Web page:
‘Soon have you in the dry love,’ says Doris whilst Marion opens the car door. Somehow the three of them clamber inside and Marion turns the ignition key. But there’s no sound of the engine firing into life. Marion turns the key again and again without success. She begins to swear profusely.

‘The engine must be damp,’ says Doris trying to keep calm and stop herself from crying.

‘I can see a bus shelter. The number 3 goes through the night to Newport.’

‘Go for it,’ says Doris.

They struggle on through the rain for a second time. Doris and Marion either side of Edward as before keeping him moving, propping him up and leading him painfully on.

‘Don’t pull my arm so hard.’

‘Sorry Dad.’

‘I need a minute.’

‘Soon be in the shelter.’

‘This is crazy.’

‘Soon be there.’

They make the shelter or half-shelter.

‘Come on Dad sit on the ledge.’

‘Ruddy nightmare.’

‘Sit on the ledge. It’s driest there.’

A few minutes later the welcome lights of the number 3 bus come into view  and three weary travellers struggle on board.  The bus hurries on in silence except for its engine sounds and an empty bottle of cider rolling about on the floor. Eventually Doris grabs the bottle and stuffs it deep into her handbag. This seems a signal for Marion to speak.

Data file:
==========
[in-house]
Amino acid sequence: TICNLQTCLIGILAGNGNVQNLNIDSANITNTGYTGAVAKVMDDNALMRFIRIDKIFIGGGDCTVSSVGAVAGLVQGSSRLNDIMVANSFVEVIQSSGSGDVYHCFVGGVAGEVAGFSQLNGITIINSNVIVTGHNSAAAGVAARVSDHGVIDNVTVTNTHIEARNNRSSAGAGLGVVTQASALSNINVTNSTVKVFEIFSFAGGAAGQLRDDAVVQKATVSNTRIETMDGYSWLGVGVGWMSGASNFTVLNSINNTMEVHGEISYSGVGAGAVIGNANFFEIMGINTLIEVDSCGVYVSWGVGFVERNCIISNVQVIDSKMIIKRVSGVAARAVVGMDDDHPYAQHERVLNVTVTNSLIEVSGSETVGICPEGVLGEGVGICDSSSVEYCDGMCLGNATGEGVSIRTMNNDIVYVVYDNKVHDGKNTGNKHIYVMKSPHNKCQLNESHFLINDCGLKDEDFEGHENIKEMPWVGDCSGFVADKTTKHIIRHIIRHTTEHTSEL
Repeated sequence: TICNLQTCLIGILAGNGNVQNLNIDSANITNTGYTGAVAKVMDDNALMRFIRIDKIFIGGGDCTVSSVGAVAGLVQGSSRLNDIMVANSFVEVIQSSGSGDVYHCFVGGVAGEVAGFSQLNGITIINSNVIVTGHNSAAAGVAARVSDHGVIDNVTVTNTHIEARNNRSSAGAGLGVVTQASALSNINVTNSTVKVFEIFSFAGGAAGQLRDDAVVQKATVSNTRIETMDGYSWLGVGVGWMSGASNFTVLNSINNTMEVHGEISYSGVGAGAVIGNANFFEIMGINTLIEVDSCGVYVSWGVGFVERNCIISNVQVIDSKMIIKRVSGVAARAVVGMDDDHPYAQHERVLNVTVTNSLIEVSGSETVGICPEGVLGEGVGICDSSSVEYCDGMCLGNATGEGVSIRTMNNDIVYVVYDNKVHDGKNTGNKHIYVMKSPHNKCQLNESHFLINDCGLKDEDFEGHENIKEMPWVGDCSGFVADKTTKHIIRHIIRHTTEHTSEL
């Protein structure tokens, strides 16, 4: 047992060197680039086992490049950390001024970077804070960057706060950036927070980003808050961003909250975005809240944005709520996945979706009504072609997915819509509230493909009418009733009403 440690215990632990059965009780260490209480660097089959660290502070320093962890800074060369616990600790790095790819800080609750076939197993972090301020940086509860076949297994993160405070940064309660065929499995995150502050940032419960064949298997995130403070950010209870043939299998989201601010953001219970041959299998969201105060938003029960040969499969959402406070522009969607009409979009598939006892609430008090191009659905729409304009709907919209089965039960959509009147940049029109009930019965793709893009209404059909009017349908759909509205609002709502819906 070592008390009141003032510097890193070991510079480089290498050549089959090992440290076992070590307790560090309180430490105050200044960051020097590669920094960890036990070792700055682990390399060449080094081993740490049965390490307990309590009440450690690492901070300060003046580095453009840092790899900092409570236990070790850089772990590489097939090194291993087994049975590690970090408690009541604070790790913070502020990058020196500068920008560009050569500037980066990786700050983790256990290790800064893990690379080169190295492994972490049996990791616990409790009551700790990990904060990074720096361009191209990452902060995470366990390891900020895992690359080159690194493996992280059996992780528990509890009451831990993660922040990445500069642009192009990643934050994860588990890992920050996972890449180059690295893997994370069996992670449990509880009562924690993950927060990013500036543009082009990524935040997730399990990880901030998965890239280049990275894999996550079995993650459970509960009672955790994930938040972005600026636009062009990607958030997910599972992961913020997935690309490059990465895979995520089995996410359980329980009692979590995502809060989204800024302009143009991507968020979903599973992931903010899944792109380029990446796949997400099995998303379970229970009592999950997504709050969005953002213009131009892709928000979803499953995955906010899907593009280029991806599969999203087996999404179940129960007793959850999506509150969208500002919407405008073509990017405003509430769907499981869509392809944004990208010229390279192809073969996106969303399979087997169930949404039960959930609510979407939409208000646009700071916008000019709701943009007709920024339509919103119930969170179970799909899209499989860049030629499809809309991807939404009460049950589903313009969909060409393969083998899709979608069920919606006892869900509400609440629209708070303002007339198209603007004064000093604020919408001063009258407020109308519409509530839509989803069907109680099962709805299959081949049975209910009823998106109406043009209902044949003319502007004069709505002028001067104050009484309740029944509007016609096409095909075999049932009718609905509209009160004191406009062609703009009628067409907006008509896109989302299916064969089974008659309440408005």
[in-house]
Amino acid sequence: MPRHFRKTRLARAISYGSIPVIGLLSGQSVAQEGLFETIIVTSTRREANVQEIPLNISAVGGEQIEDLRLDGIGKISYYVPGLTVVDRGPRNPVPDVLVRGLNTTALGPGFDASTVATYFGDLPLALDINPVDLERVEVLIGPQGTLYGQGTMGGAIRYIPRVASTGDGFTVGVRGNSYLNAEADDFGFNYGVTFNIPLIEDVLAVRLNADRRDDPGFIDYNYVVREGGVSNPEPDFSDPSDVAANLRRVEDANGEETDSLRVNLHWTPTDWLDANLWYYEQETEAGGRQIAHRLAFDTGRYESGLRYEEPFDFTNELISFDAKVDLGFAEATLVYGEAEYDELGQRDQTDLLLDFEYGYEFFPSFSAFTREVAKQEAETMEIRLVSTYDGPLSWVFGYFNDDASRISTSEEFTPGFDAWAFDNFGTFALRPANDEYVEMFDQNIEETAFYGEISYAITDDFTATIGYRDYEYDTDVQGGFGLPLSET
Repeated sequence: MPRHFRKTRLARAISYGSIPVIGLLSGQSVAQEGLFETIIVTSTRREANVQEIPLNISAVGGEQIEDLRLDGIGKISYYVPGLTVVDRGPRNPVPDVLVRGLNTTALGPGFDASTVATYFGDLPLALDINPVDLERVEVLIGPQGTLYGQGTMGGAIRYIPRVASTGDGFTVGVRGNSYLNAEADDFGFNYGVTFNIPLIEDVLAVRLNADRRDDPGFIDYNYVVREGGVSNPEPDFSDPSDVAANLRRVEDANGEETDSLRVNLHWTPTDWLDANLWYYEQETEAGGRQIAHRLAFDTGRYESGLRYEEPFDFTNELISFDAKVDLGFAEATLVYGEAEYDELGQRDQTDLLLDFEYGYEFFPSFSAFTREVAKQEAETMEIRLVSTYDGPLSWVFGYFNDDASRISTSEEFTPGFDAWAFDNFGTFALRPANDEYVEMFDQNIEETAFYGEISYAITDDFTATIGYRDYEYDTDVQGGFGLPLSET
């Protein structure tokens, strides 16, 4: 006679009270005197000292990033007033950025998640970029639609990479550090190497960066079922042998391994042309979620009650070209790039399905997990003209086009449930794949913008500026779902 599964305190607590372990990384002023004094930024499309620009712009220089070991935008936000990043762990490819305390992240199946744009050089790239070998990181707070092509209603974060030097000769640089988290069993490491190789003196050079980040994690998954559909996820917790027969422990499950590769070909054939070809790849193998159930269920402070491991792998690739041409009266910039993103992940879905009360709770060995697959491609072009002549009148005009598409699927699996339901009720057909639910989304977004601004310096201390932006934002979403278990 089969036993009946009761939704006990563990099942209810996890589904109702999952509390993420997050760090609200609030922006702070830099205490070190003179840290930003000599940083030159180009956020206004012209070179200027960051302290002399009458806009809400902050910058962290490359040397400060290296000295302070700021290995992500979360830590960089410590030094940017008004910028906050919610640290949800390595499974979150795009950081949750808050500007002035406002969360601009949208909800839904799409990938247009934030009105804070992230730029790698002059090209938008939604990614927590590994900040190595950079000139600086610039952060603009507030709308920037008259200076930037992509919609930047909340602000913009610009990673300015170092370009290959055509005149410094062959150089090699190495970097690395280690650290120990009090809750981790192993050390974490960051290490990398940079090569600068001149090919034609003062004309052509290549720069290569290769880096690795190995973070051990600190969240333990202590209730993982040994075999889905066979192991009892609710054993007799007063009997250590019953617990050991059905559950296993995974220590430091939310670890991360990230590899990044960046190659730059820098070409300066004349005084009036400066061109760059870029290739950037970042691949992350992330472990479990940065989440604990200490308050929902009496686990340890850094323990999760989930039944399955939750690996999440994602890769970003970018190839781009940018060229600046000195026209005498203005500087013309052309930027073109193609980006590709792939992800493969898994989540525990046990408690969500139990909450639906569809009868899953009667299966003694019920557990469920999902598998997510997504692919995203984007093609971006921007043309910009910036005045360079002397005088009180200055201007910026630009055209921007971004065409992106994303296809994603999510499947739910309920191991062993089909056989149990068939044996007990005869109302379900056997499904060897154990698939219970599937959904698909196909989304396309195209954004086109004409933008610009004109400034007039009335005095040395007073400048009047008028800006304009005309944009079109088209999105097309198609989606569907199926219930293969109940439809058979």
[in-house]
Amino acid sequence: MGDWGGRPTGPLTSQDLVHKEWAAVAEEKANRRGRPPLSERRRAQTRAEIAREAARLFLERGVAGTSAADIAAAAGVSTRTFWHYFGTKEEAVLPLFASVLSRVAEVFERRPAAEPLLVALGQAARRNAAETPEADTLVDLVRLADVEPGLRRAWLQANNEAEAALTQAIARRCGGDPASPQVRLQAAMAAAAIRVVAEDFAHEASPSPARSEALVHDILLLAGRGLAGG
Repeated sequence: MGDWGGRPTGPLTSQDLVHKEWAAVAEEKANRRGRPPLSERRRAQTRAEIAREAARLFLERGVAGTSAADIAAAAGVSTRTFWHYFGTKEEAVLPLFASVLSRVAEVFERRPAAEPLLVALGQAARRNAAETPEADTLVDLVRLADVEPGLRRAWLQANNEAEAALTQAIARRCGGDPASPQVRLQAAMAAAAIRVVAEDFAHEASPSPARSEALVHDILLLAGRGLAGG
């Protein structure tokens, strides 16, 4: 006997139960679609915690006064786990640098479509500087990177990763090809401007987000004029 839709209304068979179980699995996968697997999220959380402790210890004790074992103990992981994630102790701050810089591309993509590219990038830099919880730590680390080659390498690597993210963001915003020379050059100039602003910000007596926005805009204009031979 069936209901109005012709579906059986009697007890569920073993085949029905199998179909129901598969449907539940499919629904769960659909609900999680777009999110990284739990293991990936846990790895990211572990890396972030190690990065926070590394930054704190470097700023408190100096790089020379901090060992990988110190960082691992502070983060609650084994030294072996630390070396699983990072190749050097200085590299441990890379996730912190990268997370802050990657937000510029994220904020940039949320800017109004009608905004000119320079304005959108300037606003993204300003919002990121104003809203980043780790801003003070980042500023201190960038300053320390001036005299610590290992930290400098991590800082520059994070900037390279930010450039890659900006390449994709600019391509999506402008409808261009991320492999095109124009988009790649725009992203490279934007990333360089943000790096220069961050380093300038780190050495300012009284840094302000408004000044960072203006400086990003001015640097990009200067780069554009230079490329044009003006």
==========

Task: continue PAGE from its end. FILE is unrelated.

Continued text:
‘Lots of hotels in Newport,’ she says.

‘It’s late. They’ll all be closed.’

‘The Premier Inn is open all night.’

‘Surely not. ’

’24 hour service.’

Edward says nothing. His head bowed and his eyes closed.

Sleep doesn’t come easy to any of them in their Premier room for the night. They toss and turn wondering what will happen to them in the future. With eyes closed, Doris sees their house buffeted by rain and wind. Edward worries about his piano getting damp and Marion promises to return to the house in the morning to check it over.


Marion sets off early, but her optimism in finding it is short lived. A huge padlocked metal gate across what’s left of the road blocks her way. She reaches up with both her hands and attempts to give it a good rattle but galvanised steel is not easily moved.

Tears run down her cheeks. She peers through the bars of the gate trying to catch a glimpse of their house. All she can see is the brick chimney stack.

‘Well at least that’s still standing,’ she says to herself.